A drop of dish soap in water can also be experimented with if you wish to remove dirt from a stamp by soaking it. Dish soap breaks down dirt which is what it's designed to do as mildly as possible. Again, whether that stamp is a good candidate is very hard to know and I'd never do this on early stamps or stamps of high value.
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Edited by DrewM - 05/09/2021 04:57 am
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Posted 05/09/2021   05:35 am  Show Profile Check 51studebaker's eBay Listings Bookmark this reply Add 51studebaker to your friends list  Get a Link to this Reply

Quote:
Here are some examples of those suggestions from stamp websites...


So the working theory is "if it is on the internet, it must be true?" The three sites that you cite have plenty of incorrect information on them and I would like to avoid having unsafe information being posted here.

This community is not like a face-to-face situation where you can understand who you are talking to (i.e. level of experience), make sure that you have a 'meeting of the minds' as to using caution, use feedback to make sure that what you are saying is being taken in the right way. So I feel it is important that we ensure our posts reflect safe stewardship advice. There are literally thousands of folks who do not post here but read and use the information provided. Our concern is not for members who engage by posting and asking additional questions, the concern is for people who lurk.

I use a simple 'self check' on my stewardship posts; am I willing to put my money where my mouth is? In other words, if someone reads my post but then ruins their family heirlooms by using it, would I be willing to replace them at my cost? I assume that some folks will not use 3% hydrogen peroxide but rather walk into the drug store and grab the 10% hydrogen peroxide. I assume that most people do not know that hydrogen peroxide decomposes with exposure to light and begins to lose strength shortly after opening a new bottle (important to know when 'experimenting'... big delta between a new bottle and a opened older bottle). Since this is a public forum I assume worse case scenarios and err on the side of offering 'non-experimental', 'do not harm' safe advice.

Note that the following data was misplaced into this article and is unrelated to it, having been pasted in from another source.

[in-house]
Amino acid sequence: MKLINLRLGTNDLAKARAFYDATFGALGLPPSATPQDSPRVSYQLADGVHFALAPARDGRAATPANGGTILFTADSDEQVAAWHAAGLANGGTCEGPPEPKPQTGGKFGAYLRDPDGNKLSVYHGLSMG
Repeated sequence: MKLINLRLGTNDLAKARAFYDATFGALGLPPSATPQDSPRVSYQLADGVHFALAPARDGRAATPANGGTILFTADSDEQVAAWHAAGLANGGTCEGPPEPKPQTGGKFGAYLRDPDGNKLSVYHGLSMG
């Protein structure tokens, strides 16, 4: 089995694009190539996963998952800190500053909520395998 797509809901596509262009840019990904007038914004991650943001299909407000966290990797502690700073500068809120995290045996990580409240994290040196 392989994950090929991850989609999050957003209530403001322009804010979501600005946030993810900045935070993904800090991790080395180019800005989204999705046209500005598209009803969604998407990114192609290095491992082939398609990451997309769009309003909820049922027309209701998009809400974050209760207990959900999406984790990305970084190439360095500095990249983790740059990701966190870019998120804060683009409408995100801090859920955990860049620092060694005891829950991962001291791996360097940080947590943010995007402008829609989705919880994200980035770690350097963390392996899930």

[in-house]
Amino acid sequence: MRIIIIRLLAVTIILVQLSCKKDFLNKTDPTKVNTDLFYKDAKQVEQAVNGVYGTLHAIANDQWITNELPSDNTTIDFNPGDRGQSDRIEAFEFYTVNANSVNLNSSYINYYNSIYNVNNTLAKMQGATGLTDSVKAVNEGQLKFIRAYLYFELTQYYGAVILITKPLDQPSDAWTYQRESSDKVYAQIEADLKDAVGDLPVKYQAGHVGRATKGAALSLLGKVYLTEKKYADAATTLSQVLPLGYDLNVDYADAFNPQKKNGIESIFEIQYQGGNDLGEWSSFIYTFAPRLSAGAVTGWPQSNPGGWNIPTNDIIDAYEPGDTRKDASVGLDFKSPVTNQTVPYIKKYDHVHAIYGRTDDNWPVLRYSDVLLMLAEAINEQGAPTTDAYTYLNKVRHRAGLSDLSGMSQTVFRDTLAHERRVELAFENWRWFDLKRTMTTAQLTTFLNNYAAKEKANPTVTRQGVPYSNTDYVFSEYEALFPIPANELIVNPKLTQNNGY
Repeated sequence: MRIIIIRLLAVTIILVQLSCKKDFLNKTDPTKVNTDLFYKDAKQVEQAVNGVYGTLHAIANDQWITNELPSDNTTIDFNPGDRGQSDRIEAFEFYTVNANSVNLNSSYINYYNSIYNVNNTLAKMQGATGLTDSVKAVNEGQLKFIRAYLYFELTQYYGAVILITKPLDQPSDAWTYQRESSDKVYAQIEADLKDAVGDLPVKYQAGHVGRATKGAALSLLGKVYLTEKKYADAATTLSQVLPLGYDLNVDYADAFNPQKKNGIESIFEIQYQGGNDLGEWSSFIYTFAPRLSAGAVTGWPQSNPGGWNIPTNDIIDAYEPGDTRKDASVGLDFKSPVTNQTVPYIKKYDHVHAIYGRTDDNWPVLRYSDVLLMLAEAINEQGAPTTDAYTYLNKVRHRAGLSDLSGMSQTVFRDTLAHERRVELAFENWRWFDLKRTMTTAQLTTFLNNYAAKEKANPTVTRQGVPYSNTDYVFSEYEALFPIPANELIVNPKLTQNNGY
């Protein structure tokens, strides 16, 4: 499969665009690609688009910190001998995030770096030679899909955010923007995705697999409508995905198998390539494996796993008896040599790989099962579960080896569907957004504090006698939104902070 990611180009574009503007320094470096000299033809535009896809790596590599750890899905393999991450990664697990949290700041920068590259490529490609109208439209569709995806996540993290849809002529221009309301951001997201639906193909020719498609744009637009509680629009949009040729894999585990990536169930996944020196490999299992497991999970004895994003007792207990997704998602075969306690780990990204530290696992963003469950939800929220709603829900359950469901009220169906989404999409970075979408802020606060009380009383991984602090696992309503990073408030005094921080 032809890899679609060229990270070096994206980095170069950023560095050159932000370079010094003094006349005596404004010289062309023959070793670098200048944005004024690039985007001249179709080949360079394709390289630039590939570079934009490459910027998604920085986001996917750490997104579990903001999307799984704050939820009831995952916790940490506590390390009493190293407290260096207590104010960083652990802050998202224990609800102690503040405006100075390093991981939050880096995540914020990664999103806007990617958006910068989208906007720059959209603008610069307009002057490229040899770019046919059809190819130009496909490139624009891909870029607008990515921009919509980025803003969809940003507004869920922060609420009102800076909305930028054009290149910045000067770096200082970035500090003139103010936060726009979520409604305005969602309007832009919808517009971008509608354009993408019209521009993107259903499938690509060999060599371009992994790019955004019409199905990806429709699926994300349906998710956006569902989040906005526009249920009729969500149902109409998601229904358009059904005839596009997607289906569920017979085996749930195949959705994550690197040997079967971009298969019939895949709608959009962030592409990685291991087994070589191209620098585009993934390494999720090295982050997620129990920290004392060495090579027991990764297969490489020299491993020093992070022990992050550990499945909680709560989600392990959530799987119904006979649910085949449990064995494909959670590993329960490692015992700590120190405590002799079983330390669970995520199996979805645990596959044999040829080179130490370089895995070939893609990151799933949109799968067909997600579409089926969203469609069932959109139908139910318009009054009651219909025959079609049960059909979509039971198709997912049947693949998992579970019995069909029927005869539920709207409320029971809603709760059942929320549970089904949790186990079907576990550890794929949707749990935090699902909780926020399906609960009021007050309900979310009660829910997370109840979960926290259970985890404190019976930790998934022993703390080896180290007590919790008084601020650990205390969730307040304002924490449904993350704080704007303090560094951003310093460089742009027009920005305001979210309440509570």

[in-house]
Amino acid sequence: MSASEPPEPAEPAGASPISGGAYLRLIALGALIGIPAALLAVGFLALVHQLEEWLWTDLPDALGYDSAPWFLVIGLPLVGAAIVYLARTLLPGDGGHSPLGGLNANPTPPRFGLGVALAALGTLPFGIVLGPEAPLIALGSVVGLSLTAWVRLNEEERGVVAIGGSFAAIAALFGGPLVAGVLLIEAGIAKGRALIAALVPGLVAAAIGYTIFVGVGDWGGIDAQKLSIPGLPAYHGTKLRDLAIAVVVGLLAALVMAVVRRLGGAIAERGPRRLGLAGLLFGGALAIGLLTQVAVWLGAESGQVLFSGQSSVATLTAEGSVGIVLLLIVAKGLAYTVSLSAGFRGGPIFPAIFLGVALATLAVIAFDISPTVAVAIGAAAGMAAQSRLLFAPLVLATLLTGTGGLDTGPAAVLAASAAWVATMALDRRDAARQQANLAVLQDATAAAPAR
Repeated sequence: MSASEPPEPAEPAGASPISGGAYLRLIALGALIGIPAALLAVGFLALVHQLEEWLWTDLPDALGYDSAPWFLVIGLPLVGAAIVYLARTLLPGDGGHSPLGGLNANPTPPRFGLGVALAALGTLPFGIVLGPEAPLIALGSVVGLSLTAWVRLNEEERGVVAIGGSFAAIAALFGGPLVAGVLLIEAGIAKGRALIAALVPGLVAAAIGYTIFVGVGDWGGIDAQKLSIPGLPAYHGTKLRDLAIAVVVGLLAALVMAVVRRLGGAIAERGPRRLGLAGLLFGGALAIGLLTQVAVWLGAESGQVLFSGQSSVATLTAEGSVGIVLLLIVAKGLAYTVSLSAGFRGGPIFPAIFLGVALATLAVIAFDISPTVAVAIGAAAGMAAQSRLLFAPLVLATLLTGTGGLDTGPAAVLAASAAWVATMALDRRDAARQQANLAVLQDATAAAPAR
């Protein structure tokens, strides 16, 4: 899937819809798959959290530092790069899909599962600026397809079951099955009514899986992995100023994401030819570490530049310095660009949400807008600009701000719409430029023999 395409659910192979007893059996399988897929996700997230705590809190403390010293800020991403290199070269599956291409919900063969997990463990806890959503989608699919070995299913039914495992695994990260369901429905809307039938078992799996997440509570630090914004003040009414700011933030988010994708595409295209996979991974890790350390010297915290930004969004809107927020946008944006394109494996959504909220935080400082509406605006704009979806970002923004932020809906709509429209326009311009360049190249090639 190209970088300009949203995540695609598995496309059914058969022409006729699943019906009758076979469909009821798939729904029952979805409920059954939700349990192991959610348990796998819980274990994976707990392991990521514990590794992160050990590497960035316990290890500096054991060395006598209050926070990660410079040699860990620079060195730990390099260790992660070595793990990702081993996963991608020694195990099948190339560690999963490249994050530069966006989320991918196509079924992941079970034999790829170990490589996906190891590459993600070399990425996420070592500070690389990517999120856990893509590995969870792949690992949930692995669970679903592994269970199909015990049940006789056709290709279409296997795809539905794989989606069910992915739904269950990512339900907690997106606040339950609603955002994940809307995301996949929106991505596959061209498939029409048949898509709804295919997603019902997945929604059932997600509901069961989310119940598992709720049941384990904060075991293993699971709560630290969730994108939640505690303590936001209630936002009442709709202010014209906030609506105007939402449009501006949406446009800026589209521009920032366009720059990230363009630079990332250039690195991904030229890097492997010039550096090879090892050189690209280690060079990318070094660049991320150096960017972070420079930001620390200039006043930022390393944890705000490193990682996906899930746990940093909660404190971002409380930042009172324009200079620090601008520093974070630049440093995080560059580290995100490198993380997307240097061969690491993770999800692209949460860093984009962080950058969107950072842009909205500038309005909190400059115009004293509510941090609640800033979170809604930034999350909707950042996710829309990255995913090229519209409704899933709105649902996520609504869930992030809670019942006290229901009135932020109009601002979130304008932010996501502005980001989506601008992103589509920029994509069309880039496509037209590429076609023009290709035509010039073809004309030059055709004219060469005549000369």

I do agree that 'experimenting' helps grow the hobby knowledgebase. But I always consider the experience level of the original poster in these threads and in the majority of time they are nowhere near the level of hobbyist who is seeking to 'experiment' but rather they are less experienced hobbyists. It is quite unusual to have a thread which has been started by one of our more experienced members asking about the possibility of doing 'experiments'.

So in my opinion these are not the kind of threads which are good to demonstrate how clever or smart we with our posts but rather help less experienced hobbyists learn the basics of good stewardship.
Don